It is interesting to note that at the beginning of the piece of R’ Dustai ben Yehuda (on 83b), when we talk about different sizes (a small eye and a big eye), the Gemara says that if the one who knocked out the victim’s eye had a smaller eye than his victim, we would lack a fulfillment of “an eye for an eye” if we would knock out the assailant’s eye. Only when we speak of the possibility of one person paying (ie where the assailant’s and the victim’s eyes are different sizes) and another person having his eye knocked out (if their eyes are the same size) do we bring the passuk that has to do with “one law shall be for all.”
When the Gemara later brings the contrasting cases of a midget killing a giant and a giant killing a midget, one would have expected the Gemara to bring the passuk of “a soul for a soul” which indicates that the person being killed must be the same size as the one he himself killed. Instead we bring the verse of “one law shall be for all.”
There are two possible explanations that come to mind.
One is that the Gemara is assuming that you know the back and forth that was just stated, and it is almost like a חסורי מחסרא that you can add in, “if they are different size people than perhaps we would pay value in such a case. But then we would have the problem of ‘one law shall be for all…'”
Another possibility is that the Gemara is trying to show that we are not focusing in on the thing that was superficially lost (the body or the eye), rather the function of that thing (life/sight). We could not bring the verse נפש תחת נפש – “a soul for a soul” because at this point we are coming to prove our point by exclusion, and that verse actually implies our point directly, that we focus not on the body, but rather the soul. This second explanation, however, could be easily refuted because the word נפש, while traditionally translated as ‘soul’ is really referring to the animal soul, and more directly indicates the body itself, not only its life force per se.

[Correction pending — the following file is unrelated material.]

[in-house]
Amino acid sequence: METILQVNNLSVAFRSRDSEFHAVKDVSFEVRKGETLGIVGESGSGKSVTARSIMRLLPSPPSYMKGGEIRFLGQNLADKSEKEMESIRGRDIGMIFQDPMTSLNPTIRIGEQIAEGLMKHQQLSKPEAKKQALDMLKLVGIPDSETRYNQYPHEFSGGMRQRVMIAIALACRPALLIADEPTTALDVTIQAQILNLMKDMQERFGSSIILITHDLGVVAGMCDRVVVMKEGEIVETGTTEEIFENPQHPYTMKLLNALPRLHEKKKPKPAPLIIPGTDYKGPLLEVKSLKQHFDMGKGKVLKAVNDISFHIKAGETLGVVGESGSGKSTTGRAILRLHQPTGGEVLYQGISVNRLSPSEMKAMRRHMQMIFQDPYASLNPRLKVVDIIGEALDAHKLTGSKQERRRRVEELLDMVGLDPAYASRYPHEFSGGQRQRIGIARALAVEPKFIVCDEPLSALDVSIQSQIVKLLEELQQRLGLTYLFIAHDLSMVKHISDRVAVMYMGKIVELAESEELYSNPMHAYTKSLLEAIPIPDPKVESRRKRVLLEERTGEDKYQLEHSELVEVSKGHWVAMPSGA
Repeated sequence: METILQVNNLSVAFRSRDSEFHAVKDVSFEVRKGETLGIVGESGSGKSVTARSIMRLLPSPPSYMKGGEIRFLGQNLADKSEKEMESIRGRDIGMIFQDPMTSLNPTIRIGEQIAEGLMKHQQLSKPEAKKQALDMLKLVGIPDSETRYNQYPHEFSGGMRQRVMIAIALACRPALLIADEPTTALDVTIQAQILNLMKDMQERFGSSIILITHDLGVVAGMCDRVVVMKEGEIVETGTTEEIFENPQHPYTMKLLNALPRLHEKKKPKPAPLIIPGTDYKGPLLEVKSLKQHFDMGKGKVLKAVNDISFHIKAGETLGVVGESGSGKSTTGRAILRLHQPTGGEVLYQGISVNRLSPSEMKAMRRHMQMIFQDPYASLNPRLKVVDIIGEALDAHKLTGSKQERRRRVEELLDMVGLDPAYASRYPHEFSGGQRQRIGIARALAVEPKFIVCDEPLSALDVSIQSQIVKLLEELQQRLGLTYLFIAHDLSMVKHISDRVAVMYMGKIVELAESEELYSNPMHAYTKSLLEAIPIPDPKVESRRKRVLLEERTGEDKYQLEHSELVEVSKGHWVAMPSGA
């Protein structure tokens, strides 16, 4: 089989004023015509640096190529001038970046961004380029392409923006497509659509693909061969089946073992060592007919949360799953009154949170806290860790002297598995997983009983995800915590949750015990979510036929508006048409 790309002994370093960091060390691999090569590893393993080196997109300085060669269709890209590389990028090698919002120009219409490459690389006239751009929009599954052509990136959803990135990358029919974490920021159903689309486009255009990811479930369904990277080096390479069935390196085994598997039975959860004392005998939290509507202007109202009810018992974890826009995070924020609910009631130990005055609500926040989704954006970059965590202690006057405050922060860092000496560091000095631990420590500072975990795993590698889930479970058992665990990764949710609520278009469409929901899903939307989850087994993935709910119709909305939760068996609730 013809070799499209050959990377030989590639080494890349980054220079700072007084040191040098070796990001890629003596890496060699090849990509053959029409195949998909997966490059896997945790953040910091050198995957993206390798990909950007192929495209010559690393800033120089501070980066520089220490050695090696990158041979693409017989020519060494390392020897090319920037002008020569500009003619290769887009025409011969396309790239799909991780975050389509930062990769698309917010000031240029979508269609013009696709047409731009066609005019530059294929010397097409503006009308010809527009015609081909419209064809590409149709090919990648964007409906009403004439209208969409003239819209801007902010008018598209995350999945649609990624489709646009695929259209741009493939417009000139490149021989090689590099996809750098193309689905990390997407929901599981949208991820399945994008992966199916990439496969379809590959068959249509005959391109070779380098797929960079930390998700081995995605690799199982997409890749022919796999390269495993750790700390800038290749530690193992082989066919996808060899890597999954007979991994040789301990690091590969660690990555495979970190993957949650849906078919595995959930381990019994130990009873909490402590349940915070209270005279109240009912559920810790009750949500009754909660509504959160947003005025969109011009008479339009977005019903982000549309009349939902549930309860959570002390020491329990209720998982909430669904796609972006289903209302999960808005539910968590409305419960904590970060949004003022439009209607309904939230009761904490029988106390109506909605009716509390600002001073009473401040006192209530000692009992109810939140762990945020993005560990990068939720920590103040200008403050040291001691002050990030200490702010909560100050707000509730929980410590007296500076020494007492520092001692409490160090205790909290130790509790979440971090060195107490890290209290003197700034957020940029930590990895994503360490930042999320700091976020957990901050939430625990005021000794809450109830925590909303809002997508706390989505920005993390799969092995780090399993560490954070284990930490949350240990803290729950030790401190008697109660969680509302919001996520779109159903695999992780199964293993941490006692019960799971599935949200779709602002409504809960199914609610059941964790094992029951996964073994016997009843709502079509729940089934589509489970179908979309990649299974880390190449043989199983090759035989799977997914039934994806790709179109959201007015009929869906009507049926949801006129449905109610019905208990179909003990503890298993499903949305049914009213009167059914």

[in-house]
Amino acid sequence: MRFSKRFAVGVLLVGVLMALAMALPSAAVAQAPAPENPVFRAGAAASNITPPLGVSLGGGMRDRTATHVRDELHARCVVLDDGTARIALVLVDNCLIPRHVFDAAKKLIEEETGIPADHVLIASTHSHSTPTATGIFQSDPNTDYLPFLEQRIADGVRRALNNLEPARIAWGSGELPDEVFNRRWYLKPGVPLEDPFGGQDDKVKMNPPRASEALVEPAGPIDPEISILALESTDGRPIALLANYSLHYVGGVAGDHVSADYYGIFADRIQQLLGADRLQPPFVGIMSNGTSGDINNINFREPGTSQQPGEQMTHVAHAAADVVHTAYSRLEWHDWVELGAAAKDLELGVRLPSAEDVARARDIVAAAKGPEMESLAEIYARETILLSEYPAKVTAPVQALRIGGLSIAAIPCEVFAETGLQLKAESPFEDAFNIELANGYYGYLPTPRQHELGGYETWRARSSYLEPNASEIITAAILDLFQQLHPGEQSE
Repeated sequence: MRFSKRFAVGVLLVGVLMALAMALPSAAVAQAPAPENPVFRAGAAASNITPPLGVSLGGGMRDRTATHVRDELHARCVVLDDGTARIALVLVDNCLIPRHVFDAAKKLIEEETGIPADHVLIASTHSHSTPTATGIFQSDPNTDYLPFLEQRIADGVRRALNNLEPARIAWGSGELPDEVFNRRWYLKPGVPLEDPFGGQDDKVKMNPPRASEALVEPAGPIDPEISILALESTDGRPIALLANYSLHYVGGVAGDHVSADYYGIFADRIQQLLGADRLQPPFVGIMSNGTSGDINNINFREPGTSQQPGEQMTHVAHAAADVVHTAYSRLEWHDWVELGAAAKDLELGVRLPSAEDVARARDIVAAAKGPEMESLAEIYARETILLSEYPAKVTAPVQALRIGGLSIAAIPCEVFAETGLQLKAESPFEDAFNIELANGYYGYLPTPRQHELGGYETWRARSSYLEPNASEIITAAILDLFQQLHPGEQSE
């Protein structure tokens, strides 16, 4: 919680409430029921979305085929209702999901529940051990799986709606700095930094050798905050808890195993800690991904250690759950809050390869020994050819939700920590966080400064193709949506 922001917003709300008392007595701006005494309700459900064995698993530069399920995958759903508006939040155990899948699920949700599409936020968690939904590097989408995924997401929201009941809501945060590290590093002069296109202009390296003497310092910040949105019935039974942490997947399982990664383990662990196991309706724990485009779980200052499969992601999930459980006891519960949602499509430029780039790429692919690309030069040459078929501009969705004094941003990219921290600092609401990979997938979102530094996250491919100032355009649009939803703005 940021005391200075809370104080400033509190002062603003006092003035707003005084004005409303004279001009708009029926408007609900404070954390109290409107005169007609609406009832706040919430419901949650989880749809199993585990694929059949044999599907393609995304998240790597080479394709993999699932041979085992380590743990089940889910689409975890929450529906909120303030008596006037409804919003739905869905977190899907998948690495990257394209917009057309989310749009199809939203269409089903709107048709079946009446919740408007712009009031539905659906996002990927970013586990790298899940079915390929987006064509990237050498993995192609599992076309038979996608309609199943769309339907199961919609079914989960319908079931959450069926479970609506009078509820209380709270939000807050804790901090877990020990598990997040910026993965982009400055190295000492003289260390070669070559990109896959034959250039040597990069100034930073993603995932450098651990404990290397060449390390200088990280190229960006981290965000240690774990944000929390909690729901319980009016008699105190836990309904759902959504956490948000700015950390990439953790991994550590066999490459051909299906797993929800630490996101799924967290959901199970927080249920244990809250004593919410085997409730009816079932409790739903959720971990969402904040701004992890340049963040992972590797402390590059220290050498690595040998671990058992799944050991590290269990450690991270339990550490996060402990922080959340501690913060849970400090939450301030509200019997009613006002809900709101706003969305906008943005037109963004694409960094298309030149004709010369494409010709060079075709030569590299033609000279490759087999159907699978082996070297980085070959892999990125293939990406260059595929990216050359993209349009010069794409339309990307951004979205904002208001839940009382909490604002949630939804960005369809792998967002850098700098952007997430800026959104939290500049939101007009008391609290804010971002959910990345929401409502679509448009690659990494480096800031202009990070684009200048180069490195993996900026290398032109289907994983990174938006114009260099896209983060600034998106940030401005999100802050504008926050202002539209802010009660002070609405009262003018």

ונראה יותר כפשט הראשון
I think it also interesting to note that in the הוה אמינא of the Gemara we would have thought to say that we don’t focus on the loss of vision (in the case of the eye) or the loss of life (in the case of murder), but rather on the eye itself or the body itself. Why would we think such a thing? I think that it is a very fair assumption because the Torah is מחדש that all you are paying is the actual value as a slave, not the intrinsic value of the eye or the life (which would seem to anyway be priceless). Thus perhaps we would think that we should be very ‘superficial’ as it were, and make a distinction between different size bodies and eyes. The חידוש is that we do not look at it so superficially, rather we look at the eye for its function, which is sight, and the body for its function, which is life.